• any change in the feces not apparently diet related.

Some of the more common illnesses are:

  • Psittacosis (chlamydiosis or parrot fever)
  • bacterial, viral, or fungal infections
  • feather picking (results of boredom, poor diet, sexual frustration, lack of bathing)
  • allergies
  • chewing flight and tail feathers by juveniles
  • beak malformations in chicks
  • Papillomas
  • kidney disease (gout)
  • toxicity
  • heavy metal poisoning
  • lipomas in older birds.

If you notice any of this bird illnesses in your Eclectus, immediately provide a warm, draft free, secure environment kept at about 86°F (30°C). Place food and water close to the perch where it is easily accessible. An ailing parrot should be taken to a avian veterinarian for diagnosis and treatment.

The fungal disease, Candidiasisis is associated Indonesian parrots including the Eclectus parrot, because these birds need a relatively high amount of Vitamin A. Candidiasis is apparent in the mouth. The bird will play with its food rather than eating it, and you may notice a sticky whitish discharge from the beak. Inside the mouth will be whitish patches of Candida fungus. Your vet can give you medication for this, but you will also need to improve the birds diet.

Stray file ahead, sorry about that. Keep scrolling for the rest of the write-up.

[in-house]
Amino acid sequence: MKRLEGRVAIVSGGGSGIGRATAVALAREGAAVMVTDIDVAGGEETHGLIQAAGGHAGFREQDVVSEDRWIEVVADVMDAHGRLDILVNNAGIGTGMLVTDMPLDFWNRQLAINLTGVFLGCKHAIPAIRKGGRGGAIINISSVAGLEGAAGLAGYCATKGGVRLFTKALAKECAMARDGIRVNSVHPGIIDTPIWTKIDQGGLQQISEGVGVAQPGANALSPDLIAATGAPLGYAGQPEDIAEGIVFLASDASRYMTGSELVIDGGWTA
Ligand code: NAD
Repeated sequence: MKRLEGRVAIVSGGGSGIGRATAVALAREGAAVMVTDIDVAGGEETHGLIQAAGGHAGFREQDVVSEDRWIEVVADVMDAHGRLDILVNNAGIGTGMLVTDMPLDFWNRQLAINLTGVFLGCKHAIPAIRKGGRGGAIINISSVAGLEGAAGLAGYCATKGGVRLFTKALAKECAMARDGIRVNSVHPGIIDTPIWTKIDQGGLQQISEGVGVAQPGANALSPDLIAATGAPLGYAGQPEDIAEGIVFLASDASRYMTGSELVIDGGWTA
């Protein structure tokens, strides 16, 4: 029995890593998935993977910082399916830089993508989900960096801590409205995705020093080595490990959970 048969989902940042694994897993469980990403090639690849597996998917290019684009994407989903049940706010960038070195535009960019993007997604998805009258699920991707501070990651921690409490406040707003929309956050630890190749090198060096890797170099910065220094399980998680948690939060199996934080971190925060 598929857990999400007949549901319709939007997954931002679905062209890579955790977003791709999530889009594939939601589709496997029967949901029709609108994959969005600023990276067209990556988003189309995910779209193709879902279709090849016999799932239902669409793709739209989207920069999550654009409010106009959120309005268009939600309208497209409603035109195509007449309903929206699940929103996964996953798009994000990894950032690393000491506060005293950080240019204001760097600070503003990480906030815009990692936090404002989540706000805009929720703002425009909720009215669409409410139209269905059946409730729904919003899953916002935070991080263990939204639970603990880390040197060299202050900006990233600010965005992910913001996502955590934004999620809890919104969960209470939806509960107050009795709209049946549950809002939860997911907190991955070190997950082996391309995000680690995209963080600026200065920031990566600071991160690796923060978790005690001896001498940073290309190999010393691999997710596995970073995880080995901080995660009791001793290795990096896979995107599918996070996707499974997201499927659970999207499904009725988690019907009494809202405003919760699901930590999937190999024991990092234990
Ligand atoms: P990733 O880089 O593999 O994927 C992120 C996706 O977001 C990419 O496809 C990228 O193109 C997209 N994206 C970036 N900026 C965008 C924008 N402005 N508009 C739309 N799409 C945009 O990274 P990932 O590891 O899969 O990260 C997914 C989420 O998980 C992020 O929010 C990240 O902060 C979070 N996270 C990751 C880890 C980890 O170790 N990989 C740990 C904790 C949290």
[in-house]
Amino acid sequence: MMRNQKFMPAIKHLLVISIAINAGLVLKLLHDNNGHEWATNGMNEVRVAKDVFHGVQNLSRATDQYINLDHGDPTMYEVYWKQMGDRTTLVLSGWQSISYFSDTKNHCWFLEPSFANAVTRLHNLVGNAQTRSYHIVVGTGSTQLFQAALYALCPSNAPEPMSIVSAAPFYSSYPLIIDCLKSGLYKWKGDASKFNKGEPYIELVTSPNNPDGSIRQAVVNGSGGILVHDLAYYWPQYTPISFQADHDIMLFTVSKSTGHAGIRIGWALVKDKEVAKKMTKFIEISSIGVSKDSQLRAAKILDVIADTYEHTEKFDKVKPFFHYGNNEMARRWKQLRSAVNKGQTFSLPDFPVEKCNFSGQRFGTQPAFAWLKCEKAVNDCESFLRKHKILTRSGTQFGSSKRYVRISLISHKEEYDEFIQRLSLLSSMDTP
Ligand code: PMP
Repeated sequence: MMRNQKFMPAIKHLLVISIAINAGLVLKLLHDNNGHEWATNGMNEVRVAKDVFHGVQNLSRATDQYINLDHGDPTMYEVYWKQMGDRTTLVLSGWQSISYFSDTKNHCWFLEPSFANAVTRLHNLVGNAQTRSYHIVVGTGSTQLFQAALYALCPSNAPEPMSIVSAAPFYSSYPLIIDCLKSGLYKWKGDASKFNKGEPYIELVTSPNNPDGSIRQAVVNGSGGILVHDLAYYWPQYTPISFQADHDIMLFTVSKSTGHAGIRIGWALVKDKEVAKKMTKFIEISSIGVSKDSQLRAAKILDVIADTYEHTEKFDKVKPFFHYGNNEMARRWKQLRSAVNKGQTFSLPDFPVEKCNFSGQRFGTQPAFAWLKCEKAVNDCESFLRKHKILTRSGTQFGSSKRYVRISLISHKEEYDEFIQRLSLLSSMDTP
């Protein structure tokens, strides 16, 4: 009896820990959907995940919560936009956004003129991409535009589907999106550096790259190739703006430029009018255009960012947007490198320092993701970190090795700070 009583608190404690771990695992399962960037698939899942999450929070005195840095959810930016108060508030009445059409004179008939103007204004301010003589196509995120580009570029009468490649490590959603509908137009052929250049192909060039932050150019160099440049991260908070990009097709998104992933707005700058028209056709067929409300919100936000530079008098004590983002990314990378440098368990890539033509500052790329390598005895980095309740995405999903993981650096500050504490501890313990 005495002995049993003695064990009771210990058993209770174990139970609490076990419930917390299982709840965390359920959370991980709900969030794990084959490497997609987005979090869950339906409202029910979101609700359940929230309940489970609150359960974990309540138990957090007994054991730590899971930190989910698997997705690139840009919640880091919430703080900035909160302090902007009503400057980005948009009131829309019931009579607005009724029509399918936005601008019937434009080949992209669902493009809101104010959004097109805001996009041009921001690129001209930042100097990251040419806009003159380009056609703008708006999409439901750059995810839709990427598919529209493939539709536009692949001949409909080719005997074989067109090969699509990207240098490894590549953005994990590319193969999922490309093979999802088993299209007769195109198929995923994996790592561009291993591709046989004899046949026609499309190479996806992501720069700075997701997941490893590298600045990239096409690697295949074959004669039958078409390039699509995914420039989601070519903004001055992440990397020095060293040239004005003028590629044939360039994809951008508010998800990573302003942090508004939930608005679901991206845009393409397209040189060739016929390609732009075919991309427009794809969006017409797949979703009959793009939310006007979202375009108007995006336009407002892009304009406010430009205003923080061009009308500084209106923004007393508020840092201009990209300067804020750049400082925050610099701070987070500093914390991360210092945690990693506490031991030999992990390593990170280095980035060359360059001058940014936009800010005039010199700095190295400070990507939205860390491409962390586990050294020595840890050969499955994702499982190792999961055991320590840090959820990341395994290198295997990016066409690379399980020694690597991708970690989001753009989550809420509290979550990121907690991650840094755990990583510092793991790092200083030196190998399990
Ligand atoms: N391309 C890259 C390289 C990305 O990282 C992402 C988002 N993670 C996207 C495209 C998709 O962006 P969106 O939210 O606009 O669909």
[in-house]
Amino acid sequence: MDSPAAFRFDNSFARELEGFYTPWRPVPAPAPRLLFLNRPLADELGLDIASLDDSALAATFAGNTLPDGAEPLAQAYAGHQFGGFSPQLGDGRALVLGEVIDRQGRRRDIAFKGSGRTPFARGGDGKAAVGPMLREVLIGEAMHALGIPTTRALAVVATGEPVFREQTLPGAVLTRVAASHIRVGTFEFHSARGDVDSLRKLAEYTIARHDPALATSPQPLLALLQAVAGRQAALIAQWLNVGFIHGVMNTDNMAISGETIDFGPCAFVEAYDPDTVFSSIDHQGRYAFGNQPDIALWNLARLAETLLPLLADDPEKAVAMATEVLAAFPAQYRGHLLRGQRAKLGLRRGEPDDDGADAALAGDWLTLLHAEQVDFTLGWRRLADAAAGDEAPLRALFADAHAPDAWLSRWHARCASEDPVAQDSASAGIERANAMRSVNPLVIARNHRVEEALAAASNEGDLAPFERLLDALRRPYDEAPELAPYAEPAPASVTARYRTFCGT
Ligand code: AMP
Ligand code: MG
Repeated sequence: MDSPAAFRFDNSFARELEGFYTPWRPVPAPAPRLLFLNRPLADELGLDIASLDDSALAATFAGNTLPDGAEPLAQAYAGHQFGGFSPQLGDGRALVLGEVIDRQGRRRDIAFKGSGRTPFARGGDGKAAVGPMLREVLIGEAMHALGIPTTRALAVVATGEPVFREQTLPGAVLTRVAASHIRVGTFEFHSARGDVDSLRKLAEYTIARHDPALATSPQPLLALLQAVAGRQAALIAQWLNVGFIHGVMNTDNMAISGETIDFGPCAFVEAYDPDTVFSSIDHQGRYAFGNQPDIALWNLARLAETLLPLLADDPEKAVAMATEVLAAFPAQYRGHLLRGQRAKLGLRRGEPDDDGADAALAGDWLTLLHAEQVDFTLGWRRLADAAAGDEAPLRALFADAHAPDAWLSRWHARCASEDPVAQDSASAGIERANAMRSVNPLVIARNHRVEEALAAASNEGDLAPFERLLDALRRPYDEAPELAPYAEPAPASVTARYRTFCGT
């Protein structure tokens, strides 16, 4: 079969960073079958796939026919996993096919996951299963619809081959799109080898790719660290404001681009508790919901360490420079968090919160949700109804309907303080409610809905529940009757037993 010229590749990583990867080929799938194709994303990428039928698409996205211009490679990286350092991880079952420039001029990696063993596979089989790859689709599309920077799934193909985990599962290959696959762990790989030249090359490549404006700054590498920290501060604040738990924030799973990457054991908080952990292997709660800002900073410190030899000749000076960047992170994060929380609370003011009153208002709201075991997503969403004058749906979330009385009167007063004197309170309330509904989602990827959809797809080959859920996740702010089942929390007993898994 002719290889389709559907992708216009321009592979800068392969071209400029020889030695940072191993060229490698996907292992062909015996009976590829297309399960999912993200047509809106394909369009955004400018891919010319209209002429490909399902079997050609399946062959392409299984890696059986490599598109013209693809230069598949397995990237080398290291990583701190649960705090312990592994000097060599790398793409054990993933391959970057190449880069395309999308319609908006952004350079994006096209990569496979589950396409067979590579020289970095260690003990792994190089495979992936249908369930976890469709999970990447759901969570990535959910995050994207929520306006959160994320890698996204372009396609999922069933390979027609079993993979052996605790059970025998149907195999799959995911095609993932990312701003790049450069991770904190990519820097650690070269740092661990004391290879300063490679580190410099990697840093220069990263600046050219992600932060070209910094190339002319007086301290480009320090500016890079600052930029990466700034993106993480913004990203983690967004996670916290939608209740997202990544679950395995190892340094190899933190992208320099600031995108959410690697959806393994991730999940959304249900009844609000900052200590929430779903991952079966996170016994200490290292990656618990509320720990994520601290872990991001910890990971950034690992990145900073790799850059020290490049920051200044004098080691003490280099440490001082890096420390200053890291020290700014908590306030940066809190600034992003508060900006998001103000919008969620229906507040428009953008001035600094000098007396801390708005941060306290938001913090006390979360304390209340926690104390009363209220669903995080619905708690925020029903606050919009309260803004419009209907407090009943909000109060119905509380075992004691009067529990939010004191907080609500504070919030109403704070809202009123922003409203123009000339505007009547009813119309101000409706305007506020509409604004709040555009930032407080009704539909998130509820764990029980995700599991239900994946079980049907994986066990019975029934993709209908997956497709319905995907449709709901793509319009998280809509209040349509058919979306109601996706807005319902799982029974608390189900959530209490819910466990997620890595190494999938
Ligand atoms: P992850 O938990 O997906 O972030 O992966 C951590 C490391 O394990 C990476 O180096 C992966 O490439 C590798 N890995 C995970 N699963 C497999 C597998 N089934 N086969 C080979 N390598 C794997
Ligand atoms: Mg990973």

Behavior problems usually stem from something missing in the bird’s environment. Boredom, lack of trust, lack of interaction with other birds or people can lead to problems like biting, feather plucking, and screaming. Try to develop a bond of trust and spend time with your bird to help avoid these problems.

We have also had good success with Chet Womach’s Parrot Training Course. He offers a free 3-day introductory course so you can try it out before you buy anything.


Eclectus parrots have been successfully bred and are readily available, though they are moderately expensive.



Featured Image Credit: Chamkhi, Shutterstock